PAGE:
The UK's coronavirus death toll passed 50,000 and the country was warned to be braced for "many job losses" as the human and economic cost of the outbreak became clearer.

Prime Minister Boris Johnson insisted he was "very proud" of the Government's record despite the grim milestone on Covid-related deaths and his admission that large-scale redundancies were "inevitable".

He said the Government would take an "interventionist" approach to support the economy as it emerges from the lockdown. At the daily Downing Street press conference, Mr Johnson acknowledged the scale of the challenge he faces.

  • The Prime Minister has suggested he wants to reduce the two-metre social distancing rule despite his chief medical adviser warning the restriction will continue for the duration of the coronavirus pandemic. Chief medical officer for England Professor Chris Whitty listed a series of measures needed to reduce transmission of the virus at an "individual level". These included washing hands, "good cough etiquette", the use of face cloths and the two-metre rule.
  • A further two people have died after testing positive for coronavirus in the North-East and North Yorkshire. Figures published on Wednesday afternoon confirmed the region's hospital death toll had risen to 1,642 deaths since the outbreak began. The figures are this weeks' lowest day-on-day increases in the number of Covid-19 patient deaths. A spokesperson for NHS England said: "A further 179 people, who tested positive for the Coronavirus (Covid-19) have died, bringing the total number of confirmed reported deaths in hospitals in England to 27,044.
  • Some 135,643 coronavirus tests were carried out in the 24 hours up to 9am on Tuesday - including 30,357 antibody tests, Downing Street has said. The Government was again unable to provide figures for the number of people tested due to an issue with reporting across the different testing strands. "As soon as that is resolved they will go back to giving you a figure for the number of people tested each day," the Prime Minister's official spokesman said.
  • More than two in five primary schools in England did not open their doors to more children on Monday, a survey suggests.A poll from the National Education Union has found large regional differences on the number of schools reopening to pupils in reception, Year 1 and Year 6. Overall, 44% of primary schools did not admit more children on June 1 - but in north-west England, only 8% of schools opened to all priority year groups on Monday, according to the NEU survey.
  • Three Metropolitan Police staff have died after testing positive for Covid-19, the force's commissioner has revealed. Dame Cressida Dick told the London Assembly police and crime committee: "Very sadly, we have lost three police staff colleagues, apparently to Covid, in this time period." She also said there were more than 900 assaults on police staff and officers between March 20 and May 31, including 100 attacks involving spitting or coughing where coronavirus was used as a threat.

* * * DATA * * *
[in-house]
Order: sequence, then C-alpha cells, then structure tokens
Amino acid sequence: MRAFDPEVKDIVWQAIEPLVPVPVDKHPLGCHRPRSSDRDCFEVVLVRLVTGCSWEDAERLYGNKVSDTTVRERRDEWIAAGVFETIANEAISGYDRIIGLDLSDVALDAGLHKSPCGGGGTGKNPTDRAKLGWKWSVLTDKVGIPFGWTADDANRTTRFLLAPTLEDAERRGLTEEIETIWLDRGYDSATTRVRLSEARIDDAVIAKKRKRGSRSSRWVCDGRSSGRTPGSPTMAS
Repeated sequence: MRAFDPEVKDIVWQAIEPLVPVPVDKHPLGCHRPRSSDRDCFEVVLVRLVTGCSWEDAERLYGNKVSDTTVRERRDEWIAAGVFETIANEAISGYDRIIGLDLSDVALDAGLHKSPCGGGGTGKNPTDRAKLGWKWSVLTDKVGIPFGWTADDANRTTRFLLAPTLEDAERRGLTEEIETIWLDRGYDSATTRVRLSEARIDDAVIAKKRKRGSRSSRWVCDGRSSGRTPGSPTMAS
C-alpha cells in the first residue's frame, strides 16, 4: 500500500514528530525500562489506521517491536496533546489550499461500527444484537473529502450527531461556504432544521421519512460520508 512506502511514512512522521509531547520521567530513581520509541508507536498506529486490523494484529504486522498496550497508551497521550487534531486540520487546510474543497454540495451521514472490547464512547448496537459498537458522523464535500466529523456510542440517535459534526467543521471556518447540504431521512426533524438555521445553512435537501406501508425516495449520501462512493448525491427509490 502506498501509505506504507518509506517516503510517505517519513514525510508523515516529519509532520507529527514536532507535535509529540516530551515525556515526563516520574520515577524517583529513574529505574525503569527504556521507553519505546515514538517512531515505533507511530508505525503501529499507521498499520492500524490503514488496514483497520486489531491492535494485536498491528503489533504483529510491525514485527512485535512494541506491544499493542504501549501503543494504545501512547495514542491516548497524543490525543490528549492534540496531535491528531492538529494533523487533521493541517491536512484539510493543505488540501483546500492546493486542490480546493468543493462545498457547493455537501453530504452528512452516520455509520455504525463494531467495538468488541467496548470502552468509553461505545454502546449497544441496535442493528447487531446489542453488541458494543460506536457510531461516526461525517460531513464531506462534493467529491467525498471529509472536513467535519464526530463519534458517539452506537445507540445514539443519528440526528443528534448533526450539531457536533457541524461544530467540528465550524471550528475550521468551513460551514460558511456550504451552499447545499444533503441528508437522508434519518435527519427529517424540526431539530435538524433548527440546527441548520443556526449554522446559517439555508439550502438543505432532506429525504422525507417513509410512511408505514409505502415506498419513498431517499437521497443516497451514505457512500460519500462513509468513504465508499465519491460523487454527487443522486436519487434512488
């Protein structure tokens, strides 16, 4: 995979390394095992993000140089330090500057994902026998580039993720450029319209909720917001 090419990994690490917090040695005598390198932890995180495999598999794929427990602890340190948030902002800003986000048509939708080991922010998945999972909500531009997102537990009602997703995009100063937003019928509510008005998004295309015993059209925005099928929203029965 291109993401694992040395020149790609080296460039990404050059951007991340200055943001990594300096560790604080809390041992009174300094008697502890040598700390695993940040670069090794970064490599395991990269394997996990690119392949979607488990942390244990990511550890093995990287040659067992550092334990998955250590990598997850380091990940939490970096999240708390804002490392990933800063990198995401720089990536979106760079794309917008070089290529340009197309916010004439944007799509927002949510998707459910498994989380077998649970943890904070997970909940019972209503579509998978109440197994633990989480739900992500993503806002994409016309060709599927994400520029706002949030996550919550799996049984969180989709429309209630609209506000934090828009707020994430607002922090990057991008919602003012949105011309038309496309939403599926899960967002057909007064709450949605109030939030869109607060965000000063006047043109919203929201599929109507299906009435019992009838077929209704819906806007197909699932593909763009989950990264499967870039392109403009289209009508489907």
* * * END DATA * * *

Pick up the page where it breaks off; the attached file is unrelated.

• The Cabinet will continue to meet virtually despite the return of MPs to Westminster, Number 10 said. The Prime Minister's official spokesman said: "Cabinet this week was conducted via video conference. It is not possible for all of the members of the Cabinet to meet in the Cabinet Room and for social distancing to be observed. "So for now it will continue under video conferencing."
  • Children's Commissioner for England Anne Longfield has warned that shops reopening and a good spell of weather could distract children from doing their school work at home amid lengthy closures. She told a Virtual Education Select Committee: "We looked at figures of kids not going online that was before their parents went back to work, and before the sun came out for any length of time, and frankly before other things became more interesting. The shops will be open soon and kids could have spent two and a half months browsing Primark, but not been in school, so the other things that will actually be distractions will become more and more."
  • Home Secretary Priti Patel confirmed plans for people arriving in the UK from overseas to undergo a 14-day quarantine period from Monday.
  • Research indicated a rare syndrome in children linked to Covid-19 affects youngsters with African heritage more than those who are white.
  • Prof Whitty said it was the "unanimous view" of the UK's four chief medical officers that the coronavirus alert level should remain at four.